Narcan, or naloxone, is an opioid antagonist, which means it is a medication that has the ability to bind to the same receptor sites in the human body as opiates do. This essentially blocks the effects of the opiate and can reverse side effects. One of the most dangerous effects of opioids, including prescription pain medication or heroin, is respiratory depression that can be fatal. Narcan is typically used to treat an opiate overdose, but can be used to reverse the effects of any amount of opioid. Narcan is available in multi-dose vials for injection, auto-injectors, and a nasal spray.
In recent years, the opiate problem has reached epidemic proportions and more and more people have begun carrying Narcan. In fact, the most recent update to the American Heart Association’s Basic Life Support (BLS) for Healthcare Providers includes coverage of Narcan so that everyone who is BLS certified is trained and qualified to carry and administer Narcan. Policy changes for first responders including emergency medical professionals and police offers have implemented the administration of Narcan to any person found to be unconscious or in an altered mental state as the first step. If the unconsciousness or altered mental state is not related to opiate use, Narcan will not hurt the person.
As the opiate problem continues to rise despite best efforts, the Surgeon General recently released a statement that lay people should also consider being trained and carry Narcan so that they can save the life of anyone they see potentially overdosing. This statement comes as a result of the near doubling of opioid-related deaths over the last decade despite policy changes and mass efforts to reduce opioid availability and addiction.
If you or someone you know regularly uses narcotics — whether prescribed or otherwise — it is a good idea for you to learn how to use Narcan and carry it on your person. If you do decide to carry and potentially use Narcan, there are a few things to keep in mind.
1. Narcan’s half-life is much shorter than most narcotics, so it is important to act quickly to get necessary medical intervention before the effects wear off and monitor the person for worsening condition. You may need to administer a second dose.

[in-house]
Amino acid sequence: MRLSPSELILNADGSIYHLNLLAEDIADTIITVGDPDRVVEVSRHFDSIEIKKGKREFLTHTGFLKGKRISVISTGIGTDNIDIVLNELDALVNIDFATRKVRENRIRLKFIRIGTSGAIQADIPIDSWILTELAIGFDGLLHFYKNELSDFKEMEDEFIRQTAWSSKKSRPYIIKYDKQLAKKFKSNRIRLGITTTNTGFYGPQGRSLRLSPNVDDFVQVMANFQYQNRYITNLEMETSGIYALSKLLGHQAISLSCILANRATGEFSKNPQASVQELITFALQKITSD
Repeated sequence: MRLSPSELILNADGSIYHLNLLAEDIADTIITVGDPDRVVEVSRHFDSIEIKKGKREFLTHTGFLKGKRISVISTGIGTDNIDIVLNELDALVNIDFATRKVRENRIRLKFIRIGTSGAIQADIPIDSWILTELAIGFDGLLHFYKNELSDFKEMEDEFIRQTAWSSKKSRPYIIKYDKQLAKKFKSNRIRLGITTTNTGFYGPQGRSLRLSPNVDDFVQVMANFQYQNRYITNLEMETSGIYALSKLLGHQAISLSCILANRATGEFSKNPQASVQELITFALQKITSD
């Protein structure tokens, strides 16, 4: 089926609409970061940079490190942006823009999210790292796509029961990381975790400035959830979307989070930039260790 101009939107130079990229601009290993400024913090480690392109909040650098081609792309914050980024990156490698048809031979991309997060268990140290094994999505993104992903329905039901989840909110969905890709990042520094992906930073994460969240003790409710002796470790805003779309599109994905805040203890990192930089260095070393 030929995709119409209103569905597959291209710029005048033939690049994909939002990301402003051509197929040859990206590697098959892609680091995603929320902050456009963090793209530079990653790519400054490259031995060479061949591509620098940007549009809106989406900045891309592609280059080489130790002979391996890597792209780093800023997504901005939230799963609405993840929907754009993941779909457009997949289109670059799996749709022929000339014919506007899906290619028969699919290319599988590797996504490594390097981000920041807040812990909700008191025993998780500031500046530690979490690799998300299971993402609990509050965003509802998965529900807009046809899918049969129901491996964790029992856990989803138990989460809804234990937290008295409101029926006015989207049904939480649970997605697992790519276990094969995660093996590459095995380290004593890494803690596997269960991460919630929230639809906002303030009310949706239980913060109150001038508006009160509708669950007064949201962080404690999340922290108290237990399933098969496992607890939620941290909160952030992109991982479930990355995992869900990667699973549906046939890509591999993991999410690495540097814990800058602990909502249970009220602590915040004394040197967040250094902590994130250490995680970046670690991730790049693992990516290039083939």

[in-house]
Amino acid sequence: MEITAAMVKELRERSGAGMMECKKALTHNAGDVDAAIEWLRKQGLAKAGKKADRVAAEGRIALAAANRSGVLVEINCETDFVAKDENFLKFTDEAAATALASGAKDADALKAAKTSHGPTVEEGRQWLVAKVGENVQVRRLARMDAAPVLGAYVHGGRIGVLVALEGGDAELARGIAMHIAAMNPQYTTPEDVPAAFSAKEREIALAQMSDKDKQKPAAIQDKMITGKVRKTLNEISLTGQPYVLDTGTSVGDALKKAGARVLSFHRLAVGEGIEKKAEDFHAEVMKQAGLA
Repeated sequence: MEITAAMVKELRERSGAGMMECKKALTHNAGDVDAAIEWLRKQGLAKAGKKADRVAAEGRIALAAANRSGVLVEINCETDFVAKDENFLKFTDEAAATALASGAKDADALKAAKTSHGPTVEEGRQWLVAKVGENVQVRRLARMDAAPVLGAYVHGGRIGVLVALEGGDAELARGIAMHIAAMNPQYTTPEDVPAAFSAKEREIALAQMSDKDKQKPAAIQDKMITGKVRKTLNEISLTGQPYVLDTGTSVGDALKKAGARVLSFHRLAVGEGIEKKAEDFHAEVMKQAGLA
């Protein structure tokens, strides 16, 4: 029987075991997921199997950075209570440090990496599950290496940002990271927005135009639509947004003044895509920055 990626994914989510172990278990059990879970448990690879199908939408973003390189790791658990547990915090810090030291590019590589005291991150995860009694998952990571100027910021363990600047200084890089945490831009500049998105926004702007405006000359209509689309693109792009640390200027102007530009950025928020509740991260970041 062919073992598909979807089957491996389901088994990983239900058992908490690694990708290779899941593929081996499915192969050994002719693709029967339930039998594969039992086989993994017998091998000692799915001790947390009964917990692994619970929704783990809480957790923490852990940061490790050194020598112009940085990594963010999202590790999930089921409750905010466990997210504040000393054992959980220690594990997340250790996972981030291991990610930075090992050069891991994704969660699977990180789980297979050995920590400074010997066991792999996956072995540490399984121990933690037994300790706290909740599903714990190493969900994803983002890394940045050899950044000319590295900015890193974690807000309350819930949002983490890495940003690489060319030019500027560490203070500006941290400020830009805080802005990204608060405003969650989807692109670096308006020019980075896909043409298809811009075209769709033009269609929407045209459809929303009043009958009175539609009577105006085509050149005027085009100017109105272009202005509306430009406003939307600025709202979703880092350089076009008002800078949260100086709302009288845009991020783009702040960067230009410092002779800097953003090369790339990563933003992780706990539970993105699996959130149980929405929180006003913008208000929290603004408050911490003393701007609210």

2. You should learn the recommended dose and start with the minimum to save resources and prevent sudden withdrawal, but in the heat of the moment, doing something is better than doing nothing at all. “Too much” Narcan will not kill someone, but the opiate in their system may.
3. Step back from the person once the dose is administered. You may need to fight the urge to comfort the person, however, when an addict comes off of their high, they can easily become extremely combative. You will have effectively ruined their high, and even if they are in the right mindset, could be very upset.
To read more about Narcan and its use, read more from the US Food and Drug Administration here.
If you or someone you know is struggling with an opiate addiction, whether it is to prescription painkillers or heroin, learn how Narcan can save a life. Additionally, seek treatment to help treat the addiction. Metro Rehab in Oak Park provides drug addiction recovery for Detroit. We offer a variety of treatment options and can help you with how to talk to your loved ones about it. For more information or to request our services, contact us today.